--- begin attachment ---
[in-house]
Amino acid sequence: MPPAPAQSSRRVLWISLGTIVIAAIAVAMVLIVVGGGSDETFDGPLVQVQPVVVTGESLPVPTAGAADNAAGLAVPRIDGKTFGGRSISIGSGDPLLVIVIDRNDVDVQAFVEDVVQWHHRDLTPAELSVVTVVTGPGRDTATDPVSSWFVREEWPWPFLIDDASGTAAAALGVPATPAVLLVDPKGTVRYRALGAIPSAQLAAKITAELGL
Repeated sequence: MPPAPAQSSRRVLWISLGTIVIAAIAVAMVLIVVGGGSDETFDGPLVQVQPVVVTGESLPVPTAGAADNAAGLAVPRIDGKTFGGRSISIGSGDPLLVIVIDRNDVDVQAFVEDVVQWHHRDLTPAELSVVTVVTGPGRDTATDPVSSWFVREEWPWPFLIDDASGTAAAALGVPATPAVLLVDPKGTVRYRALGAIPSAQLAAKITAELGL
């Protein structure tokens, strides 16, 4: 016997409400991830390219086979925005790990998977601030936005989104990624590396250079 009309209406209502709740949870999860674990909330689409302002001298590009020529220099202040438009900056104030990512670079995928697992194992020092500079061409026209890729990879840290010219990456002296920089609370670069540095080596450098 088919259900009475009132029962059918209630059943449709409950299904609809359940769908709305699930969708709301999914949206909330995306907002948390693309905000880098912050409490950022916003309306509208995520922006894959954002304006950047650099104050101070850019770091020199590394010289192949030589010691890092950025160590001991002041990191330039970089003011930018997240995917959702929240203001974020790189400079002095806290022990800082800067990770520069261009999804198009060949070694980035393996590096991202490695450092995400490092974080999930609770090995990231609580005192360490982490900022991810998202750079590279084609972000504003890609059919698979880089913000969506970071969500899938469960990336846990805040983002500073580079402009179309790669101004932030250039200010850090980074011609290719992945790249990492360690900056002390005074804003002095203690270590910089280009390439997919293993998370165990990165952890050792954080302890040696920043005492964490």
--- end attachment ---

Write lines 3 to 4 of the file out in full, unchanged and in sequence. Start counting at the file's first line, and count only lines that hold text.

Repeated sequence: MPPAPAQSSRRVLWISLGTIVIAAIAVAMVLIVVGGGSDETFDGPLVQVQPVVVTGESLPVPTAGAADNAAGLAVPRIDGKTFGGRSISIGSGDPLLVIVIDRNDVDVQAFVEDVVQWHHRDLTPAELSVVTVVTGPGRDTATDPVSSWFVREEWPWPFLIDDASGTAAAALGVPATPAVLLVDPKGTVRYRALGAIPSAQLAAKITAELGL
């Protein structure tokens, strides 16, 4: 016997409400991830390219086979925005790990998977601030936005989104990624590396250079 009309209406209502709740949870999860674990909330689409302002001298590009020529220099202040438009900056104030990512670079995928697992194992020092500079061409026209890729990879840290010219990456002296920089609370670069540095080596450098 088919259900009475009132029962059918209630059943449709409950299904609809359940769908709305699930969708709301999914949206909330995306907002948390693309905000880098912050409490950022916003309306509208995520922006894959954002304006950047650099104050101070850019770091020199590394010289192949030589010691890092950025160590001991002041990191330039970089003011930018997240995917959702929240203001974020790189400079002095806290022990800082800067990770520069261009999804198009060949070694980035393996590096991202490695450092995400490092974080999930609770090995990231609580005192360490982490900022991810998202750079590279084609972000504003890609059919698979880089913000969506970071969500899938469960990336846990805040983002500073580079402009179309790669101004932030250039200010850090980074011609290719992945790249990492360690900056002390005074804003002095203690270590910089280009390439997919293993998370165990990165952890050792954080302890040696920043005492964490």